Showdown over a Texas execution
The state plans to execute a Mexican national on Aug. 5, despite objections of the World Court.
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Medellin has lived in the US since age 3 and speaks fluent English, but because he never obtained US citizenship he was entitled to be notified of his right to consult with Mexican consular officials after his arrest. As part of his original case, a Texas judge ruled that the lack of consular notification in Medellin's case had not undercut the fairness of his trial. But the World Court ordered a new hearing anyway.Skip to next paragraph
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In an effort to resolve the international dispute, President Bush issued a memorandum directing the Texas courts to conduct the new hearings. Again, Texas refused.
The issue went to the US Supreme Court, which ruled in March that both the World Court decision and the president's memo were not binding on the Texas courts. That cleared the way for Medellin's execution.
But it didn't absolve the US government from compliance with the Vienna Convention on Consular Relations and compliance generally with World Court decisions enforcing the convention.
"There is no doubt that the US has an international obligation here, and it sure looks like it won't comply with it," says Duncan Hollis, a professor and international law expert at Temple University's Beasley School of Law.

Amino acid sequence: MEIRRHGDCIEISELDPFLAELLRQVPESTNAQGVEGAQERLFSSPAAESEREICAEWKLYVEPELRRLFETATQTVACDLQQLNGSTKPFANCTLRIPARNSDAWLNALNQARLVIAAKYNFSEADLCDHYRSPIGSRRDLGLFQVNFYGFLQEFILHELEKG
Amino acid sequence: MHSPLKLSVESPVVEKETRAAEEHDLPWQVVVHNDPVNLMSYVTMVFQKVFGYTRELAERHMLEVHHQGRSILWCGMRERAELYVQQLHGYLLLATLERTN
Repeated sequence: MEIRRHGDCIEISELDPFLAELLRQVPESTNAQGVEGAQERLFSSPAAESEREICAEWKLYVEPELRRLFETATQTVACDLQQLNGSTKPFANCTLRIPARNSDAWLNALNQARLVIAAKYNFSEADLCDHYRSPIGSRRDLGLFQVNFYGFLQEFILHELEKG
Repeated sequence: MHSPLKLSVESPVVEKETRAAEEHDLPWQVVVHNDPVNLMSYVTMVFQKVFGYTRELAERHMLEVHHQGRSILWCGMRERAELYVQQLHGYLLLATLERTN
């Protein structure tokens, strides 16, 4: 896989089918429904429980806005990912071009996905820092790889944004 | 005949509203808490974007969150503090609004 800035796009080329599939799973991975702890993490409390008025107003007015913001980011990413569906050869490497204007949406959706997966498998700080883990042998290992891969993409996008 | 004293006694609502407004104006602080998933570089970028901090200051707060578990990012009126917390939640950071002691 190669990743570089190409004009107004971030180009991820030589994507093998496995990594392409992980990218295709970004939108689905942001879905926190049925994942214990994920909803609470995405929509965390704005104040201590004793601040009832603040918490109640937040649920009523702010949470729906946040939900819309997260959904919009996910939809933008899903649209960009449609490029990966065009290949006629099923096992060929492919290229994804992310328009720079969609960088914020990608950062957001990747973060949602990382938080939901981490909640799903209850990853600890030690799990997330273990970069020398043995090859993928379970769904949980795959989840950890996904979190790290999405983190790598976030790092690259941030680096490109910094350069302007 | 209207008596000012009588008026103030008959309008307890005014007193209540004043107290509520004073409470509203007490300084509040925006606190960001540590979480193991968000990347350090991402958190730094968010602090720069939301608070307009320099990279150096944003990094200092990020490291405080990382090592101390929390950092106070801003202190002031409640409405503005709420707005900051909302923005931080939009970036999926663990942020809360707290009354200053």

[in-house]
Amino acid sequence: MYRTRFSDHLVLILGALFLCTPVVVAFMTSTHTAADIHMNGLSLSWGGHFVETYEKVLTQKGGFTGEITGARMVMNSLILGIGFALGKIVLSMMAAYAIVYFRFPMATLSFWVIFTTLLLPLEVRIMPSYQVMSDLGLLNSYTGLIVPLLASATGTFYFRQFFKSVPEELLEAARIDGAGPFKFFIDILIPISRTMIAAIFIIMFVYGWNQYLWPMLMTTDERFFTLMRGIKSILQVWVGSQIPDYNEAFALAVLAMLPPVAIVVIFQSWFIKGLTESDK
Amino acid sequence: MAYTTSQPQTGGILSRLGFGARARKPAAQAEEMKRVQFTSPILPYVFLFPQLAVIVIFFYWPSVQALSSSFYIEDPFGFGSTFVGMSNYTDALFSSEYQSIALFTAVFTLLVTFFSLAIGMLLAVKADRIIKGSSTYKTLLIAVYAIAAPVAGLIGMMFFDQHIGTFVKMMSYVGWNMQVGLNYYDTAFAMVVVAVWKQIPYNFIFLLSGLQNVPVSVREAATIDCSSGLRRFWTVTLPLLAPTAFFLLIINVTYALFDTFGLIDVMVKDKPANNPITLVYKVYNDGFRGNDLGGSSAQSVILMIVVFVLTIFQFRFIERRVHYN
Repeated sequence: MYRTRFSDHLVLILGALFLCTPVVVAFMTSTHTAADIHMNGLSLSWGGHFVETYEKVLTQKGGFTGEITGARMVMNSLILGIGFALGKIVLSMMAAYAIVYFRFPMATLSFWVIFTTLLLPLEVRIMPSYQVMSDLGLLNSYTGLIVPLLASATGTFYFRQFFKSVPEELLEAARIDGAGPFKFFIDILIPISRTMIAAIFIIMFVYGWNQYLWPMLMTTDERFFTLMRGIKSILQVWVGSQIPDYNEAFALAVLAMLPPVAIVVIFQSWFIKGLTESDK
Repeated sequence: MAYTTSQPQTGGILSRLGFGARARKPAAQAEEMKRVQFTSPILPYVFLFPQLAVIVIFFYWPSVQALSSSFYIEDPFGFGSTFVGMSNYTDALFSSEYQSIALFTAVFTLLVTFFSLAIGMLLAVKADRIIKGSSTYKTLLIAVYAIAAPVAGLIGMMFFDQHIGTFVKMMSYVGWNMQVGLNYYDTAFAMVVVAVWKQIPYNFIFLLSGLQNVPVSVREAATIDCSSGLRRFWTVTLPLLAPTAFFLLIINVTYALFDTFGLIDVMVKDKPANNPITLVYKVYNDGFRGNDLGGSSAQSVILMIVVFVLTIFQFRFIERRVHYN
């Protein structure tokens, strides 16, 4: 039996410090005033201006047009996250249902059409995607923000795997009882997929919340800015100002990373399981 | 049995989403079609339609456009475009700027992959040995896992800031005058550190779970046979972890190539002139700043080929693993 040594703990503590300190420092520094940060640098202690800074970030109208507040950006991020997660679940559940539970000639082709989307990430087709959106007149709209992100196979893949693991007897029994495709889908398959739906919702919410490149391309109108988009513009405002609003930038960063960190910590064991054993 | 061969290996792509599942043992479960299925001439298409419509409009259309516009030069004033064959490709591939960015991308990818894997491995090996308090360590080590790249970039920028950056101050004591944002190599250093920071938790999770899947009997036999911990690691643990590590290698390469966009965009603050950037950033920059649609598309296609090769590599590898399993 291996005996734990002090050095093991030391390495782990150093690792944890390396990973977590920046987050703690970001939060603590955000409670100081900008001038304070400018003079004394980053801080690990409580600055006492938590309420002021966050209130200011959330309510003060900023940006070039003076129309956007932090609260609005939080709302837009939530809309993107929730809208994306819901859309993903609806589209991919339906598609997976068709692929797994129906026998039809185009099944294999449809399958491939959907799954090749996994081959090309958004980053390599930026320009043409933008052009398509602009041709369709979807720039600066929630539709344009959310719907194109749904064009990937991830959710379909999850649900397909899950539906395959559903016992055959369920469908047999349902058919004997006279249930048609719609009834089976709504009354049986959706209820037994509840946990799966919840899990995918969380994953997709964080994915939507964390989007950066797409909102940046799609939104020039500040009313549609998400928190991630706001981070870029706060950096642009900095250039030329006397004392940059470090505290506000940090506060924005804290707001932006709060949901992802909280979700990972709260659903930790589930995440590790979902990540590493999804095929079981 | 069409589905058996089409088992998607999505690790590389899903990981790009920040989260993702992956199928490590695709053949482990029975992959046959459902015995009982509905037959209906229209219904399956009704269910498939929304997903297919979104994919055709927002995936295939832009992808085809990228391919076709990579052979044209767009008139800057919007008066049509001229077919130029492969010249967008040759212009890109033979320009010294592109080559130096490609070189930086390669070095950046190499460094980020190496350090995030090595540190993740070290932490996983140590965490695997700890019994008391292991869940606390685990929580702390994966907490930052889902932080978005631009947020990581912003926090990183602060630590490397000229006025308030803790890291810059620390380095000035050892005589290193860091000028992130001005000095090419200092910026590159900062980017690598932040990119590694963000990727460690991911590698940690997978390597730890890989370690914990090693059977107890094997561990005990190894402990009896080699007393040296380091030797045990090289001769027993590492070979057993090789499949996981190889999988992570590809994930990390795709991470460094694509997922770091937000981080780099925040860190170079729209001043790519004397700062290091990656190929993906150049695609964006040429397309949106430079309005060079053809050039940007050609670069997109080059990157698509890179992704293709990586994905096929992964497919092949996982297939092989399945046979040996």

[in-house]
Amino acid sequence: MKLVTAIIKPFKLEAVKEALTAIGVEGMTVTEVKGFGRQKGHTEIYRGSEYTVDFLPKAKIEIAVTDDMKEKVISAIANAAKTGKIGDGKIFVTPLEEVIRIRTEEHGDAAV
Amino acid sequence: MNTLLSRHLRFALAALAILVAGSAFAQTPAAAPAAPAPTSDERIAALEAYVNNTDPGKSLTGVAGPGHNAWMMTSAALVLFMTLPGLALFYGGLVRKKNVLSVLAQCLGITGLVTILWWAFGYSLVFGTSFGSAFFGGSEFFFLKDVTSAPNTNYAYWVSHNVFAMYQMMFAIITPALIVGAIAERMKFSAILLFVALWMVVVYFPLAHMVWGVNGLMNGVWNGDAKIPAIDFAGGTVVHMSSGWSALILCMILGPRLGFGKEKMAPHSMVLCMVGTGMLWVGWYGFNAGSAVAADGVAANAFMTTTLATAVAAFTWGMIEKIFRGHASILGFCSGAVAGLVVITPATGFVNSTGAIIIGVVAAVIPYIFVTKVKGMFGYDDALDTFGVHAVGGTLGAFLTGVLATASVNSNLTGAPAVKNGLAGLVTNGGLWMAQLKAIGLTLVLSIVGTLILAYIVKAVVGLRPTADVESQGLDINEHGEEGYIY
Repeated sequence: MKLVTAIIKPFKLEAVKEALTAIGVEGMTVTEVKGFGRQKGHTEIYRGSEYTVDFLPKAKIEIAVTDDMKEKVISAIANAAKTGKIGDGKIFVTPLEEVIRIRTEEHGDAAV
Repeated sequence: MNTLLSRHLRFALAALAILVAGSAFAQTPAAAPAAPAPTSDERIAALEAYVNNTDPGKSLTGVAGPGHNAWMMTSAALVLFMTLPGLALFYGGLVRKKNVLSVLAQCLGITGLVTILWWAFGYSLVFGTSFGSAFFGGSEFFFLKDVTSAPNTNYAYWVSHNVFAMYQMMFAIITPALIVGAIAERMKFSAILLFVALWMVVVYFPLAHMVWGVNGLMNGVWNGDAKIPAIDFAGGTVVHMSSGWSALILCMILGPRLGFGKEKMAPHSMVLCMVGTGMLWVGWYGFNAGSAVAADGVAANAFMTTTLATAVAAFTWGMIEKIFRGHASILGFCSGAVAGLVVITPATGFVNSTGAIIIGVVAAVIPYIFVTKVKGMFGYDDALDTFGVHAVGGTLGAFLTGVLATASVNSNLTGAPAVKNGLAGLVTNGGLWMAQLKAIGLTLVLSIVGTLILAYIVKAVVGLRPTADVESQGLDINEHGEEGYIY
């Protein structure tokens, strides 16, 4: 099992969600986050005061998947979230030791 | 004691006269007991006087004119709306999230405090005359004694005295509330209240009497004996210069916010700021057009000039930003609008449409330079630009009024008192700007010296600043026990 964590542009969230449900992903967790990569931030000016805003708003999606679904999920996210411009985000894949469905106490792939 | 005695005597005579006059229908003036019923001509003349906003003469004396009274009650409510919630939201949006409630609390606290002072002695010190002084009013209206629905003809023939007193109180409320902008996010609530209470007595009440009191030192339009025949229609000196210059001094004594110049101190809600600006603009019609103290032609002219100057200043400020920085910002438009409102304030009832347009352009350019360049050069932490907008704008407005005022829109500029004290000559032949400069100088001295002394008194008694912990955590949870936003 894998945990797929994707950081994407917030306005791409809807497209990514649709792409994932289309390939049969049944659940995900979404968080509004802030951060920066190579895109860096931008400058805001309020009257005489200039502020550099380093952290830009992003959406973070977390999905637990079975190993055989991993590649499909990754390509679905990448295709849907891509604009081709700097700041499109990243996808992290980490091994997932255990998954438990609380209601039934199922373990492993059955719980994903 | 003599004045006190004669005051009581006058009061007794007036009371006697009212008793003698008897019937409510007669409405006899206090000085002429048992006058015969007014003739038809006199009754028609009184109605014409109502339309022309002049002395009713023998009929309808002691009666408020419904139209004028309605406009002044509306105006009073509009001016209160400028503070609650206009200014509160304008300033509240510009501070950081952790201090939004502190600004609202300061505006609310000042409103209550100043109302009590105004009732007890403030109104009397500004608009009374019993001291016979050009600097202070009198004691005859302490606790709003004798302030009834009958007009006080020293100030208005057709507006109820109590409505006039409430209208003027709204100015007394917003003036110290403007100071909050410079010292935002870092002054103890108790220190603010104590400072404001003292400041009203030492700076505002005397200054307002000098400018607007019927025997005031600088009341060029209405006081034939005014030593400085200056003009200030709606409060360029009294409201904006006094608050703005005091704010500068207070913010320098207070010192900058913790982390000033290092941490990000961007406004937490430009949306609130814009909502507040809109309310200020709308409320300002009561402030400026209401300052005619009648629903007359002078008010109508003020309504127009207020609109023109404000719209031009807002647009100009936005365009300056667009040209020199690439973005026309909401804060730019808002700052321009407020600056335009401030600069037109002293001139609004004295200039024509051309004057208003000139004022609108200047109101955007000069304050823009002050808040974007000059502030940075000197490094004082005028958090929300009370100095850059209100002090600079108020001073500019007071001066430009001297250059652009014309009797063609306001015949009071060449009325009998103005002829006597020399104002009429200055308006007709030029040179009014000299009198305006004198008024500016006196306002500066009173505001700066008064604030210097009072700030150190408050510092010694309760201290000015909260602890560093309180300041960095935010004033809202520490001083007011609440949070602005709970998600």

Notorious in Texas
The Medellin case is notorious in Texas. Medellin admitted involvement in the gang rape and murder of two girls. The girls, ages 14 and 16, took a shortcut home through the woods, where they were spotted by members of a street gang. Medellin and other gang members chased the girls, raped them, and then killed them to prevent them from reporting the crime.
The case is becoming notorious for another reason. It threatens to undercut US standing in the world by suggesting a lack of respect for the ICJ, analysts say.
Some legal experts warn that the government's posture could endanger Americans traveling, living, or working overseas.
"Americans who are detained abroad may well lose the critical protection of ensured access to United States consular officers," wrote Lucy Reed, president of the American Society of International Law (ASIL), in a recent letter to leaders in Congress.
Ms. Reed and nine past presidents of ASIL are urging Congress to quickly pass legislation to create a legal mechanism to enforce the World Court ruling.
A measure was introduced in Congress, but there has been no effort to pass the bill, or even debate it. Analysts say the issue is radioactive in an election year.
"On the one hand this is a story of international law and treaty obligations that bind the United States of America," says Professor Hollis. "On the other hand this is the story of a gangbanger in Texas who raped and killed two teenaged girls."
Hollis adds, "Somebody in Congress may see the value of protecting the treaty obligations and the national interests of the United States and also be concerned about the political fallout for voting for a statute that might be used against them [in an election campaign] because you are perceived as soft on crime."